Unable to borrow money on capital markets, Greece has one of the world’s highest levels of public debt.
The IMF warned last week that it would need massive debt relief and €50bn in fresh funds.
Opinion polls over the months have shown a large majority of Greeks want to remain in the euro.
But many appear to have shrugged off the warnings of disaster, trusting that a deal can still be reached without the tax hikes and pension reform demanded by lenders and rejected by Mr Tsipras.
The Minister of State for European Affairs said a new deal will have to be reached with Greece.
Speaking on RTÉ’s Morning Ireland, Dara Murphy said the position before and after the vote remained the same.
He said that Ireland was aware of the difficult circumstances experienced by the Greek people and that the Irish position had always been that debt relief would have to be part of any proposed agreement, as long as reforms were introduced.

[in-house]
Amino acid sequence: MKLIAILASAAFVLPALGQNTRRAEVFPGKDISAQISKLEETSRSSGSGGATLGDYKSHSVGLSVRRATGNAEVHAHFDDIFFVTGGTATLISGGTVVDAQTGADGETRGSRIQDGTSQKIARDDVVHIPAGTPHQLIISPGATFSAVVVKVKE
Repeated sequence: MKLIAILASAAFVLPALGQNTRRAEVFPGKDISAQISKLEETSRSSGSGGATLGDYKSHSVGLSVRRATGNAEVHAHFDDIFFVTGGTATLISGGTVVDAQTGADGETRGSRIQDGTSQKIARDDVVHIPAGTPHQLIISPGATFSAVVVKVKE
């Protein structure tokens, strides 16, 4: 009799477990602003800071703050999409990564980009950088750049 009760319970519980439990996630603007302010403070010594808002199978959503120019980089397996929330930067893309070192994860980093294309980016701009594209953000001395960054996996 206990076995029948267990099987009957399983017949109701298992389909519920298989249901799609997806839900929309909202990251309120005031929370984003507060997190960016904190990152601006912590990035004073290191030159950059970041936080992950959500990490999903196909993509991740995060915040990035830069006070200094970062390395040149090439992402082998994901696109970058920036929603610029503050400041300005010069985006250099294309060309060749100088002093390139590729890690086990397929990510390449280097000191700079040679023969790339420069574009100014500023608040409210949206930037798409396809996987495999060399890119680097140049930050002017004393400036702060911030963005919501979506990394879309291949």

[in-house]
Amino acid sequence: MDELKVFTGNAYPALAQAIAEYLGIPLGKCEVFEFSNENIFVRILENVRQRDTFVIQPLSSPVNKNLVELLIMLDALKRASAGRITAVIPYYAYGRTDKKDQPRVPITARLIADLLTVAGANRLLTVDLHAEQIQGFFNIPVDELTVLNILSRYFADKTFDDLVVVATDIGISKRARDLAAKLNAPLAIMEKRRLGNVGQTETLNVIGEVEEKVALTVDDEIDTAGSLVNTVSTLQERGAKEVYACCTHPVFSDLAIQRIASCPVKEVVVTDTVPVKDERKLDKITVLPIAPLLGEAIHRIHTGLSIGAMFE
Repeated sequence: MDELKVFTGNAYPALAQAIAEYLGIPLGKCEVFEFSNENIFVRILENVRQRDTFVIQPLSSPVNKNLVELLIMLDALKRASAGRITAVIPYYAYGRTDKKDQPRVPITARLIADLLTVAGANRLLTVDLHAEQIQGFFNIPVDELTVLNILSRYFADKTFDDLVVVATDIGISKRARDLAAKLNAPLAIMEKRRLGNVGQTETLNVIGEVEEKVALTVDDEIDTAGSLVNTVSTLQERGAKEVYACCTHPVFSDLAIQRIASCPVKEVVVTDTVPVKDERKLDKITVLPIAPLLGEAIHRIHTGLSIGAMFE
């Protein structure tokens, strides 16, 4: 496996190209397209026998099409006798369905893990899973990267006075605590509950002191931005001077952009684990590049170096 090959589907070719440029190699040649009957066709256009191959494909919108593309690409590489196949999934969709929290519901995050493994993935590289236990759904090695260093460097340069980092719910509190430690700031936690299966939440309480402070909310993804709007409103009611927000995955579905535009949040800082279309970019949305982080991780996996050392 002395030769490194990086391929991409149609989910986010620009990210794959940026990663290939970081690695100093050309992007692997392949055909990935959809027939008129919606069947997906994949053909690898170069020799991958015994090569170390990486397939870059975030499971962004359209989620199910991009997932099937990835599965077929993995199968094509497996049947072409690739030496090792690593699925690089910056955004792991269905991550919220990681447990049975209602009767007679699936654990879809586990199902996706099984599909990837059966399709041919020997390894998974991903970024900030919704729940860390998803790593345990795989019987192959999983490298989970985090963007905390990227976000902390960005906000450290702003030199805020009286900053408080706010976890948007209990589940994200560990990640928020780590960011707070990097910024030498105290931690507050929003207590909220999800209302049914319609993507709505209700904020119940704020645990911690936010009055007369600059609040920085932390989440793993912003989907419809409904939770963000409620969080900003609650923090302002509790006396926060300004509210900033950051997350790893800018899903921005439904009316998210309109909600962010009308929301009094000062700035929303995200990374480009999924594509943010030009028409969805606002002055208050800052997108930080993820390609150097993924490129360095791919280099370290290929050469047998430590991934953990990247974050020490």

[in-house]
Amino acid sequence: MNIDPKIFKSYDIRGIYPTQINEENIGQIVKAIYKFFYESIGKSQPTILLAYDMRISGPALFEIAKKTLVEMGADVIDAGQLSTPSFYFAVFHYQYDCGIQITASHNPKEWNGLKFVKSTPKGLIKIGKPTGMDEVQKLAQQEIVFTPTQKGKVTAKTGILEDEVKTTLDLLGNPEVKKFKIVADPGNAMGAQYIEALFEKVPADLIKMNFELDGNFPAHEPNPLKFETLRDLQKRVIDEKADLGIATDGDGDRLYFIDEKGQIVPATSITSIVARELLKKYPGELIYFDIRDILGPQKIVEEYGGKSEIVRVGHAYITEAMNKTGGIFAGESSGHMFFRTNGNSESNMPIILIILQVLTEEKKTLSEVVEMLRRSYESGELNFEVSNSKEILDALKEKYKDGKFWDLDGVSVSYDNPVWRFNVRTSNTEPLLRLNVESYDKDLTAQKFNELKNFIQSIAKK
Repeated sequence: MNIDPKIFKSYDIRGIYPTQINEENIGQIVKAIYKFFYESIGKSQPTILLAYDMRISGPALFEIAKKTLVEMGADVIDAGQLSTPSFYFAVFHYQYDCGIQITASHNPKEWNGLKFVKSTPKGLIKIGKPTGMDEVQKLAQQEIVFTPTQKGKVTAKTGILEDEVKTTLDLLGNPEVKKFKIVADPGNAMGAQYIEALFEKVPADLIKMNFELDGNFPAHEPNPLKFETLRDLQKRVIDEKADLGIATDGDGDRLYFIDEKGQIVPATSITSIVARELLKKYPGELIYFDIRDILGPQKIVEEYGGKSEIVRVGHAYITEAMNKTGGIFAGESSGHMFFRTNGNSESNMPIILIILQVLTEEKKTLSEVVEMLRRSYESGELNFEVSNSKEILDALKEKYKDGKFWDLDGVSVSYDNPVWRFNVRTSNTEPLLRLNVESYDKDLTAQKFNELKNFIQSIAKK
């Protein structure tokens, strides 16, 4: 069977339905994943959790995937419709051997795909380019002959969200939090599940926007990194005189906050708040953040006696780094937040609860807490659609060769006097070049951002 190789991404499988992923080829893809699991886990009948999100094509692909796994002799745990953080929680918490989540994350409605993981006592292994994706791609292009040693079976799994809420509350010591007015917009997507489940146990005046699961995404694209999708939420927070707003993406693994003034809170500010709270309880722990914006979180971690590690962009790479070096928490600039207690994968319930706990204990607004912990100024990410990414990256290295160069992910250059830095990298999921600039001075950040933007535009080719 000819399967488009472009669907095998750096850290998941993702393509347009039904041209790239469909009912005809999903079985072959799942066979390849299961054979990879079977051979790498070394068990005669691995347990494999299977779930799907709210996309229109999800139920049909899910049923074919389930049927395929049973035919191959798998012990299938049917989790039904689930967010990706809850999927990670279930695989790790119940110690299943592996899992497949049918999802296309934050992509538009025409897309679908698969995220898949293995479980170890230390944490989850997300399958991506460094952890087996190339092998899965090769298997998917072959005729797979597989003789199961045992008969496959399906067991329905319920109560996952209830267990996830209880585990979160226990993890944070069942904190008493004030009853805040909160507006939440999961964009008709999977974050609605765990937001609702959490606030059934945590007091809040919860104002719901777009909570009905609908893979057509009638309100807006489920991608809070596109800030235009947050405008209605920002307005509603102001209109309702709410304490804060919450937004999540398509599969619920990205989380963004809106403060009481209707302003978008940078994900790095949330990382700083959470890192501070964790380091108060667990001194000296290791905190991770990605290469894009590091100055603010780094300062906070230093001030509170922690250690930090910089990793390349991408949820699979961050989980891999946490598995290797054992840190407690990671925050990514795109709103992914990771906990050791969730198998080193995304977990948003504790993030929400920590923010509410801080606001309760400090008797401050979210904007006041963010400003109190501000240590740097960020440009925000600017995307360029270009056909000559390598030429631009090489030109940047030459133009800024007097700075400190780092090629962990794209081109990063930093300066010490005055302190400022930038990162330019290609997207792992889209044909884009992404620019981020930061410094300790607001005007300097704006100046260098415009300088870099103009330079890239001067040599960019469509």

Mr Murphy said the fact that Mr Tsipras wished to return to negotiations was important, but he said he regretted that Greek ministers continued to use “inflammatory language”.
Meanwhile, Minister of State at the Department of Finance Simon Harris has said the Irish government is in favour of a re-profiling and restructuring of Greek debt.
He told RTÉ’s News At One that Ireland is not, however, in favour of a debt write-down, adding that the Greek government has not asked for this.
He said Ireland is an example of re-profiling and the Government can speak with credibility and authority on this issue.
Mr Harris said if the Greek government is ready to engage, and a programme of assistance is offered, it is appropriate the Greek government deliver a programme of reform.
He said that it is too early to say whether the funds for a possible Irish contribution of €1bn would come from the ESM or elsewhere, saying that no plans have been made.